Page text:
Shelters describe animal abuse aftermath


SPRINGFIELD-Helping animals overcome the physical and psychological effects of abuse and neglect can take extensive care, say those who operate animal shelters and clinics.

Deana Corbin of the Animal Protective League in Springfield said the degree of help needed varies by case.

Some of them are in really bad shape and need certain medications and a certain amount of recovery time,” Corbin said. “Others of them need some behavioral help. We've seen some that are really scared and need special training to get over that, and we see others that are really aggressive because they've been teased or trained to be that way.”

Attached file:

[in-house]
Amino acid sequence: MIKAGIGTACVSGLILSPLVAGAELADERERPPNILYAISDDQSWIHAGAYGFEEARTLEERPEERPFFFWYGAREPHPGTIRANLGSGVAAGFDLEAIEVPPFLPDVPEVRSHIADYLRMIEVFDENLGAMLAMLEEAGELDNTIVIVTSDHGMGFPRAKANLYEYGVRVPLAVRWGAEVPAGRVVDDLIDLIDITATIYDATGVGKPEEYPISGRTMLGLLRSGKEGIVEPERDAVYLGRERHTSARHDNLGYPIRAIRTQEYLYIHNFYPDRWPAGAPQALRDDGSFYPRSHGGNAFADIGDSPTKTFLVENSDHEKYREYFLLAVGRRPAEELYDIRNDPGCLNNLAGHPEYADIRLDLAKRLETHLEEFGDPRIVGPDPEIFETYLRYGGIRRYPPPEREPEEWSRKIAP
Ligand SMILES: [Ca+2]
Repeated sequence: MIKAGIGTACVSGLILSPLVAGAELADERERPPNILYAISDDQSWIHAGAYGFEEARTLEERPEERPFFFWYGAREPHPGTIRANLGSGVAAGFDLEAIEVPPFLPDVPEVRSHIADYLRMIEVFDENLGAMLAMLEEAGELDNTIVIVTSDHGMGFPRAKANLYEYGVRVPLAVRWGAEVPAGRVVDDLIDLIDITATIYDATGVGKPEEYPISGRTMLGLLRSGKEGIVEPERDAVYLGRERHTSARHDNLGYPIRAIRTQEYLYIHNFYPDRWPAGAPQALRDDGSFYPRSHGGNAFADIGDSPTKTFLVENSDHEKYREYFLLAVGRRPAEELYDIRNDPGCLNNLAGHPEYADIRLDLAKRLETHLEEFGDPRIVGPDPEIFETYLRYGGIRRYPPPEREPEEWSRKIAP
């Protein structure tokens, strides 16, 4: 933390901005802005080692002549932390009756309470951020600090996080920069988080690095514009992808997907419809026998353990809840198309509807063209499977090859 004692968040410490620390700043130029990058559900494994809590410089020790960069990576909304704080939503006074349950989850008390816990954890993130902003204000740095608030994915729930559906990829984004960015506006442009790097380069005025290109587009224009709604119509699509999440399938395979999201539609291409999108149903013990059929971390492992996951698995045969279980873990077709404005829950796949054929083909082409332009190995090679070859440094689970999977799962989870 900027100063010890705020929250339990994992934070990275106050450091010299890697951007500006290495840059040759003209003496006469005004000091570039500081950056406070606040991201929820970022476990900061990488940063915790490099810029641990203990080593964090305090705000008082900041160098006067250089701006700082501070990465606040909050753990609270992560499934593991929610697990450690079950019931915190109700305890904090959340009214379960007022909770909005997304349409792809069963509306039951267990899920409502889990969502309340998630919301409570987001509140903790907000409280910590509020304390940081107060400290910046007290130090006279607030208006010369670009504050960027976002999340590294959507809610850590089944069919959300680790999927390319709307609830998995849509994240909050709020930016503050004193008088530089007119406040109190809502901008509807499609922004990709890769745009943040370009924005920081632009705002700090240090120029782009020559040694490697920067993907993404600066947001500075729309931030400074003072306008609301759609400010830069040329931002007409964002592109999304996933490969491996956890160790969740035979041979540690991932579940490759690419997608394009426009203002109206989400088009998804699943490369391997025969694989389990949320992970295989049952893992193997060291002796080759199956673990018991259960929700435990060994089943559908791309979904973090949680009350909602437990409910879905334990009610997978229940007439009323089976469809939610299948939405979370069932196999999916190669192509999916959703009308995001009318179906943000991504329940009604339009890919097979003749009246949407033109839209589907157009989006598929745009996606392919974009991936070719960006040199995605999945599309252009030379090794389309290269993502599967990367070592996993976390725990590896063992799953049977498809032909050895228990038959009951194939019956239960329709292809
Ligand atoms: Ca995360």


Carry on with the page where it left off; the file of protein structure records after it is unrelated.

Still, she stresses, many animals can overcome these problems with patient help.

“"They have to learn to gain trust again and learn to trust people,” Corbin said. “That takes a lot of patience on the person's part and a lot of time and effort to get them comfortable even moving in a person's presence.”

Starting this year, the Federal Bureau of Investigation is including animal cruelty in its Uniform Crime Report for the first time, a change that could provide data on a type of crime for which reliable data is hard to come by.

Meanwhile, the Animal Legal Defense Fund ranks Illinois’ animal anti-cruelty laws as the toughest of any state.

Animal advocates those who suspect animal abuse should contact local law enforcement, a local animal shelter, or the Illinois Department of Agriculture’s Humane Investigator.

Current Conditions
  • Current Events